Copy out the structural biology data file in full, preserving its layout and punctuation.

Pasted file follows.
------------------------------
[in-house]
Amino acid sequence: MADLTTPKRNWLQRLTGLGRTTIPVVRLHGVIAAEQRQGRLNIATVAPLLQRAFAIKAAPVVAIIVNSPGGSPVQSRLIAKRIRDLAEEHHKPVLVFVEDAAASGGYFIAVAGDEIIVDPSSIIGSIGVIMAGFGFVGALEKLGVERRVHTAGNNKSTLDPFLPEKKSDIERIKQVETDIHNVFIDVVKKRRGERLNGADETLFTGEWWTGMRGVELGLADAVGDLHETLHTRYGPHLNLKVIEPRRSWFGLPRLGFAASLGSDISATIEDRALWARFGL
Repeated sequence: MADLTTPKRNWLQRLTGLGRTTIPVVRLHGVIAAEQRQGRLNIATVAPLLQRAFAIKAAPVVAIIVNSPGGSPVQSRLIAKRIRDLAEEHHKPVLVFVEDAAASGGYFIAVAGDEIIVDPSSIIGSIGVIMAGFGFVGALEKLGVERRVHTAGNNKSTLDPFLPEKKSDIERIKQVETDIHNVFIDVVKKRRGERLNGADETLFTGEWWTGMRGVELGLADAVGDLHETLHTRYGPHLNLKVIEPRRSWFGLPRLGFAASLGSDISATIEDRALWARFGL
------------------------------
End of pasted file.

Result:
[in-house]
Amino acid sequence: MADLTTPKRNWLQRLTGLGRTTIPVVRLHGVIAAEQRQGRLNIATVAPLLQRAFAIKAAPVVAIIVNSPGGSPVQSRLIAKRIRDLAEEHHKPVLVFVEDAAASGGYFIAVAGDEIIVDPSSIIGSIGVIMAGFGFVGALEKLGVERRVHTAGNNKSTLDPFLPEKKSDIERIKQVETDIHNVFIDVVKKRRGERLNGADETLFTGEWWTGMRGVELGLADAVGDLHETLHTRYGPHLNLKVIEPRRSWFGLPRLGFAASLGSDISATIEDRALWARFGL
Repeated sequence: MADLTTPKRNWLQRLTGLGRTTIPVVRLHGVIAAEQRQGRLNIATVAPLLQRAFAIKAAPVVAIIVNSPGGSPVQSRLIAKRIRDLAEEHHKPVLVFVEDAAASGGYFIAVAGDEIIVDPSSIIGSIGVIMAGFGFVGALEKLGVERRVHTAGNNKSTLDPFLPEKKSDIERIKQVETDIHNVFIDVVKKRRGERLNGADETLFTGEWWTGMRGVELGLADAVGDLHETLHTRYGPHLNLKVIEPRRSWFGLPRLGFAASLGSDISATIEDRALWARFGL